Selling a house can be a huge undertaking. Now a growing number of suburbs around Cleveland are requiring homes to pass final inspections before titles are transferred. Some say the practice, known as Point of Sale Inspections, boosts the quality of the housing stock. But a growing number of community leaders and citizens object to the added costs. In South Euclid, City Council wants the inspections to start this year, but some citizens want to put it to a vote. ideastream's Lisa Ann Pinkerton reports.
Driving through South Euclid, it seems almost every street has a house for sale - some have over four. The small bungalow homes lining street after street hint the area thrived in the 1950's. Today the average house in South Euclid is 45 years old. Paul Kowalczyk, building commissioner for the suburb, says expanding exterior inspections at the time a house is sold fulfills the same purpose as seeing a doctor.
Paul Kowalczyk: When you hit the age - you get in you late 40's early 50's, your doctor says 'come see me every year because your body is aging; it needs to be kept up.' When we start turning our backs and ignoring it, that will start to bring neglect into the neighborhood.
Kowalczyk says each house in South Euclid sees a exterior building code inspection every five years. He credits the roving inspection program for a rise in the suburb's property values. But he says the process can't stop the practice of "flipping," a term used to describe a home owner who sells a house with numerous violations to avoid prosecution by the municipality, or make a huge profit. Kowalczyk stops his car in front of a three-story victorian house with chipped red paint and over grown shrubbery.
Paul Kowalczyk: As you can see, the front steps are falling apart, the roof is in bad condition, the fence is broken. As you go around the house, you'll find broken windows and more of what you see on the front.
In the last two years, this house has gone though three owners - each time, the house sold just before South Euclid was taking an owner to court for uncorrected violations.
Paul Kowalczyk: Through the point of sale we probably could have taken care of this two years ago.
Most of the 17 Cleveland Suburbs that require Point of Sale Inspections lie east of the city. Some just look at the home's exterior, while others inspect a home inside and out. Costs range from $50 to $225, depending on the area. Cities also vary on how soon violations must be fixed and if the buyer can take responsibility for them. Some cites want a guarantee a buyer has money for repairs, so they'll require escrow accounts be set up.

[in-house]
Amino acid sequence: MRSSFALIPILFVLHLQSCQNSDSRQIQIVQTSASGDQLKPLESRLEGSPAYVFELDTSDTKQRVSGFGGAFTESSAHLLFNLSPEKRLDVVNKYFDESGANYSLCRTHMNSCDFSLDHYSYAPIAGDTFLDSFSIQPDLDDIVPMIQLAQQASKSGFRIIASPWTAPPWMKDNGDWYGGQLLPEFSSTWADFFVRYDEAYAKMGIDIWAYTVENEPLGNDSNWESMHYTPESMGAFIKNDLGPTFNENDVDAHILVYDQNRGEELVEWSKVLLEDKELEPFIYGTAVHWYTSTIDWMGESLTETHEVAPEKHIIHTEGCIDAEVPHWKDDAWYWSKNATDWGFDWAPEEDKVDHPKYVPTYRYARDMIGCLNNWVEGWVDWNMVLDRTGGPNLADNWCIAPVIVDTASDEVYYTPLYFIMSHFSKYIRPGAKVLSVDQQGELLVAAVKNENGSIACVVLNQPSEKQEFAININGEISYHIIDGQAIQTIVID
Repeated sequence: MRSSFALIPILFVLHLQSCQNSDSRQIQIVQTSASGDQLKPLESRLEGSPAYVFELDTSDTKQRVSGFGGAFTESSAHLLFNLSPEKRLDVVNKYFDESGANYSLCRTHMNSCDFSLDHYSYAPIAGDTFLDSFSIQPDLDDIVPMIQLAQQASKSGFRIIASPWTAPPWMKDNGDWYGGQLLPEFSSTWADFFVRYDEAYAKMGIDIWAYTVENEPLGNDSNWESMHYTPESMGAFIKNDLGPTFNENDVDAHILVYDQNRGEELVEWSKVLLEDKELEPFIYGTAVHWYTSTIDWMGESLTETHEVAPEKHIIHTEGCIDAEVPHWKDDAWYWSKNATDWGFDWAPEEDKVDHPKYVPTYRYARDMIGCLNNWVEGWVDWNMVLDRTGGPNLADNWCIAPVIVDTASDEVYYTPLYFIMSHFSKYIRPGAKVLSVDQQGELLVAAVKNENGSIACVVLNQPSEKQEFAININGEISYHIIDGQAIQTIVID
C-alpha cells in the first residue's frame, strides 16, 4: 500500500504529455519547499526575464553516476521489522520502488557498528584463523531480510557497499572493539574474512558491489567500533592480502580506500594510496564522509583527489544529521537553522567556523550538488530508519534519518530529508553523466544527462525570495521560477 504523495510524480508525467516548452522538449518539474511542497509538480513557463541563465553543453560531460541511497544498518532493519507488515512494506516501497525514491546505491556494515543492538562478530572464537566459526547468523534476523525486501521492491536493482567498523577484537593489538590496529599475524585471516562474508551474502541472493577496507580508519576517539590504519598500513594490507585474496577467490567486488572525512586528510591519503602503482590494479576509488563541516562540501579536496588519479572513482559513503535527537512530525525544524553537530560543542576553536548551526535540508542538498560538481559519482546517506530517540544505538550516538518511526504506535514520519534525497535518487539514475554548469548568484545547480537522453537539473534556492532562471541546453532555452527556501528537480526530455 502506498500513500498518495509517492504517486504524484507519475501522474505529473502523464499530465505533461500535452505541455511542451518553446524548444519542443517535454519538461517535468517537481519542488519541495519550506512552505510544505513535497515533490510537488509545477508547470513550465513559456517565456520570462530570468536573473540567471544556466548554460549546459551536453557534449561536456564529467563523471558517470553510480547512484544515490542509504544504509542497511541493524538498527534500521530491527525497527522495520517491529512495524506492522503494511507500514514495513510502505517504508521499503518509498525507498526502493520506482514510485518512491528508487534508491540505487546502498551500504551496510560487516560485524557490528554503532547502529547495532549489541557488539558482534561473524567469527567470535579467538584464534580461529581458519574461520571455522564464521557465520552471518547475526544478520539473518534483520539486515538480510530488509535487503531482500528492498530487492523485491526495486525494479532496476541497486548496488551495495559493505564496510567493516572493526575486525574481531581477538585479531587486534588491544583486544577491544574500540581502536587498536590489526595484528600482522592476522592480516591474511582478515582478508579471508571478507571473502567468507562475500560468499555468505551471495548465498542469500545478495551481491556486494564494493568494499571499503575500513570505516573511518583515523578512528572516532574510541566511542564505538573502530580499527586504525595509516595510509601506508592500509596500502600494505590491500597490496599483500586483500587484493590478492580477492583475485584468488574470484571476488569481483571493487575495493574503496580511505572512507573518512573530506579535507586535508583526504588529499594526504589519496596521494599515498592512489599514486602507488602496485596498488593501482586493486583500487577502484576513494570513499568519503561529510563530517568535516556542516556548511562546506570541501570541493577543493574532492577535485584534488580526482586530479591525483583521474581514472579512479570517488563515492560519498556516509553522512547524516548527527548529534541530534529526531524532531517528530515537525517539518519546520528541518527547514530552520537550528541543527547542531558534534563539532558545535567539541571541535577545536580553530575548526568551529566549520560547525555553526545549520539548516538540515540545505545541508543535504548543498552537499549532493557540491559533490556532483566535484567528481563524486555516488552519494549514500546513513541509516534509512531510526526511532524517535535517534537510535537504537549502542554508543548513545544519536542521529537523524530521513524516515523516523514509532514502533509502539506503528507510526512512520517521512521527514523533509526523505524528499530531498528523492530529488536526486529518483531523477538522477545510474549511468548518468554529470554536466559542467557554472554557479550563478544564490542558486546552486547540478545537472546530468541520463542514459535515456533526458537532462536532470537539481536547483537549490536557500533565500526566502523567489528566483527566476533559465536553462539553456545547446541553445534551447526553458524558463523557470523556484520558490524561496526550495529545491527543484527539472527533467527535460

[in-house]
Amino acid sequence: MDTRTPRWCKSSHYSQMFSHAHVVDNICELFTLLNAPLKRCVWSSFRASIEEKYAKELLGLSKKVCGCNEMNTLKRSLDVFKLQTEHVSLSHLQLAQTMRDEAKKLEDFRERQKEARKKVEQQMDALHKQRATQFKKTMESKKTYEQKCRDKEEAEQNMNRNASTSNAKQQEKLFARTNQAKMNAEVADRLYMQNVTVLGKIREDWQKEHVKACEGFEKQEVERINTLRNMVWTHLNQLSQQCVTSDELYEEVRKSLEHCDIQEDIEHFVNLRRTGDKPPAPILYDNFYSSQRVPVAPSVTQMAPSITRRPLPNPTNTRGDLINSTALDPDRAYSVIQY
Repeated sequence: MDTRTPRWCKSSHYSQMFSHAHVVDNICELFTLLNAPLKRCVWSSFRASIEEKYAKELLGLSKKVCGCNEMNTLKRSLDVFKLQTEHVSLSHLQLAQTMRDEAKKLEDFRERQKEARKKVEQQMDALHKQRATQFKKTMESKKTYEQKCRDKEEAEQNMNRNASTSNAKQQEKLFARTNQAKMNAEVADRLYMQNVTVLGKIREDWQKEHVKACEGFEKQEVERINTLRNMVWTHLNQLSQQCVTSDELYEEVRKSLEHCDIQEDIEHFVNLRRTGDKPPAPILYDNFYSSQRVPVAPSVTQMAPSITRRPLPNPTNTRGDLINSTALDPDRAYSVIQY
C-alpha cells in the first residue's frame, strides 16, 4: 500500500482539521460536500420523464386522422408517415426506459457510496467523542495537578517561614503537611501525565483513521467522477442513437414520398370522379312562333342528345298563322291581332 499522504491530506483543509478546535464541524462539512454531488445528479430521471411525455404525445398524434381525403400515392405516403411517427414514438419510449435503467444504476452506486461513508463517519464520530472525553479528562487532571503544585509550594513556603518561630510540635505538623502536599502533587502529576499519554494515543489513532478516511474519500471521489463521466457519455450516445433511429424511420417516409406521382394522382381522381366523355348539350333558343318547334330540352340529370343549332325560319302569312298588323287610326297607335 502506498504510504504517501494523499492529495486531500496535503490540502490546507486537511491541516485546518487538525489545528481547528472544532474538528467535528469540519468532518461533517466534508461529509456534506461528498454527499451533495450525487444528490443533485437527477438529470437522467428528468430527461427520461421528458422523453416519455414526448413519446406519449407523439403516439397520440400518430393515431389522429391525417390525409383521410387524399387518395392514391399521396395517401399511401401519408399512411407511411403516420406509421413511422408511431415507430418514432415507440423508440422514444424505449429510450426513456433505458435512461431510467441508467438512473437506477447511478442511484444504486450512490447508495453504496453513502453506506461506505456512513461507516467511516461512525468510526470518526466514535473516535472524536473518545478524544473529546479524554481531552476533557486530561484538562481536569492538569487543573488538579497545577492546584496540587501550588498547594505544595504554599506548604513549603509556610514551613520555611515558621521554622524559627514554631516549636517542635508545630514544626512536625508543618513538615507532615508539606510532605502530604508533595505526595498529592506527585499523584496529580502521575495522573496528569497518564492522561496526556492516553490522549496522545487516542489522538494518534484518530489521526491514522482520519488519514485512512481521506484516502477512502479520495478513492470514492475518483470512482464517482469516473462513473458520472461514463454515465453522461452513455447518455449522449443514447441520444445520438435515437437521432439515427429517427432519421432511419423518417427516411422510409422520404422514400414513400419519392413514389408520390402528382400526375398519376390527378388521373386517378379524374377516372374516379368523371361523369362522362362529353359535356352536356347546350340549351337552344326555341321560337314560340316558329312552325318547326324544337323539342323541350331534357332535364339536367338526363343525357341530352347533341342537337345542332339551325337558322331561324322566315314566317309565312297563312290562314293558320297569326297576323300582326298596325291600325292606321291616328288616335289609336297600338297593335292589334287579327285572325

Paul Kowalczyk: If we just closed our eyes to these violations, the value, the actual value of that property, would go down. And that can also potentially bring down the value of houses around it, even is those people are keeping their values up.
Kowalzcyk says that in turn could cut into property tax revenue. But Byron D. Weems, a top selling realtor South Euclid, says new construction has a greater influence on the selling price of a home than exterior inspections.
Byron D. Weems: In regards to the quality of the housing stock, it's pretty much been the same in the 19 years I've been in the business. You can't just put a value on the inspections that doesn't hold.
Generally, Point of Sale Inspections look for building code violations. Weems says if a house has been maintained over the years the process can go smoothly. But if the downturn in the economy has forced a homeowner to put off repairs, a Point of Sale Inspection can hurt a seller's chances of fetching the highest price.
Byron D. Weems: If all the items that are stated as violations, or some things that need to be corrected on the property are not done, it can slow the sale of that property or totally stop the sale of that property.
Weems says that's why buyers commonly love inspections and sellers loathe them. South Euclid Planning Commission member Yakov Leiber is one resident skeptical of Point of Sale Inspections. Over lunch at a local diner, he says they're just too much government intrusion.
Yakov Leiber: The government is not letting the people do for themselves what the people can do for themselves and the government is hammering down on the people. It's wrong.
But Leiber concedes after six years of consideration, South Euclid City Council appears poised to pass legislation requiring Point of Sale Inspections. The suburb's goal is to start inspections by July 1st. Before that can happen, Lieber and his supporters will attempt to derail the legislation by gathering the 655 signatures needed to put the question on the fall ballot.
Yakov Leiber: And really, you know this is the fairest way. If in fact the city of South Euclid wants to take my property rights away from me, at least give me a say and give all the other people of South Euclid a say. Put it on the ballot. Let the people vote yes or no.
South Euclid and Willoughby have legislation pending to require Point of Sale Inspections. West of Cleveland, Fairlawn and Parma Heights are merely considering such action. And if Lieber's effort to put the question on the ballot fails, inspections in South Euclid could start as soon as July 1st.
Lisa Ann Pinkerton, 90.3.